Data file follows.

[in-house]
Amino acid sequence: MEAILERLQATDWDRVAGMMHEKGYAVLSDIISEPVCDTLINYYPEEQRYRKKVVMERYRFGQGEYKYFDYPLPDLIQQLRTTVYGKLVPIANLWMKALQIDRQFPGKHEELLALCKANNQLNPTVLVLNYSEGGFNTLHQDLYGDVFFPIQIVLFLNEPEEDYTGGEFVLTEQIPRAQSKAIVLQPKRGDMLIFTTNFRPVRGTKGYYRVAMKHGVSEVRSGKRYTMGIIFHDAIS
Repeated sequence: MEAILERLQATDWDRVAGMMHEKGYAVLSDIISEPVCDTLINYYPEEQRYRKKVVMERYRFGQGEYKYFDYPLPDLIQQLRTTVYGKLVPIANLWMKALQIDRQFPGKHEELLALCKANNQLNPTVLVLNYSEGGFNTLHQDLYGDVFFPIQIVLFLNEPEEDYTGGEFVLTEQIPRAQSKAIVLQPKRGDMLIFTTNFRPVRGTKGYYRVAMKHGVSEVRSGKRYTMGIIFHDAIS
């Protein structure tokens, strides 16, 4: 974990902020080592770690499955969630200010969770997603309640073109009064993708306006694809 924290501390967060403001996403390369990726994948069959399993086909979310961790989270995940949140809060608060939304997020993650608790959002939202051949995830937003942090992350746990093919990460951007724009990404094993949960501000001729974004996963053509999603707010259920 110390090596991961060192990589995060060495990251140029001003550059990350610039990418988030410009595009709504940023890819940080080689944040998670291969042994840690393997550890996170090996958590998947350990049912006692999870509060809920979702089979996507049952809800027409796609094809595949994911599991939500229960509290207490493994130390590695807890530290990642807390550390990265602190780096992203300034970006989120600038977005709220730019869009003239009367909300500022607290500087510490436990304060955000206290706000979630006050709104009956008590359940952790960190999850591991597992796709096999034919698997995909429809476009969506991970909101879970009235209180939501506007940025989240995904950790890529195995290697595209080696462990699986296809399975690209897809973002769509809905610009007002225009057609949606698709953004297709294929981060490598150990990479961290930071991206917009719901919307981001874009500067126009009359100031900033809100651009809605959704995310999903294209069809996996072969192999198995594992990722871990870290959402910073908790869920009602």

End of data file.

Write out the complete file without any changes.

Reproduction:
[in-house]
Amino acid sequence: MEAILERLQATDWDRVAGMMHEKGYAVLSDIISEPVCDTLINYYPEEQRYRKKVVMERYRFGQGEYKYFDYPLPDLIQQLRTTVYGKLVPIANLWMKALQIDRQFPGKHEELLALCKANNQLNPTVLVLNYSEGGFNTLHQDLYGDVFFPIQIVLFLNEPEEDYTGGEFVLTEQIPRAQSKAIVLQPKRGDMLIFTTNFRPVRGTKGYYRVAMKHGVSEVRSGKRYTMGIIFHDAIS
Repeated sequence: MEAILERLQATDWDRVAGMMHEKGYAVLSDIISEPVCDTLINYYPEEQRYRKKVVMERYRFGQGEYKYFDYPLPDLIQQLRTTVYGKLVPIANLWMKALQIDRQFPGKHEELLALCKANNQLNPTVLVLNYSEGGFNTLHQDLYGDVFFPIQIVLFLNEPEEDYTGGEFVLTEQIPRAQSKAIVLQPKRGDMLIFTTNFRPVRGTKGYYRVAMKHGVSEVRSGKRYTMGIIFHDAIS
């Protein structure tokens, strides 16, 4: 974990902020080592770690499955969630200010969770997603309640073109009064993708306006694809 924290501390967060403001996403390369990726994948069959399993086909979310961790989270995940949140809060608060939304997020993650608790959002939202051949995830937003942090992350746990093919990460951007724009990404094993949960501000001729974004996963053509999603707010259920 110390090596991961060192990589995060060495990251140029001003550059990350610039990418988030410009595009709504940023890819940080080689944040998670291969042994840690393997550890996170090996958590998947350990049912006692999870509060809920979702089979996507049952809800027409796609094809595949994911599991939500229960509290207490493994130390590695807890530290990642807390550390990265602190780096992203300034970006989120600038977005709220730019869009003239009367909300500022607290500087510490436990304060955000206290706000979630006050709104009956008590359940952790960190999850591991597992796709096999034919698997995909429809476009969506991970909101879970009235209180939501506007940025989240995904950790890529195995290697595209080696462990699986296809399975690209897809973002769509809905610009007002225009057609949606698709953004297709294929981060490598150990990479961290930071991206917009719901919307981001874009500067126009009359100031900033809100651009809605959704995310999903294209069809996996072969192999198995594992990722871990870290959402910073908790869920009602």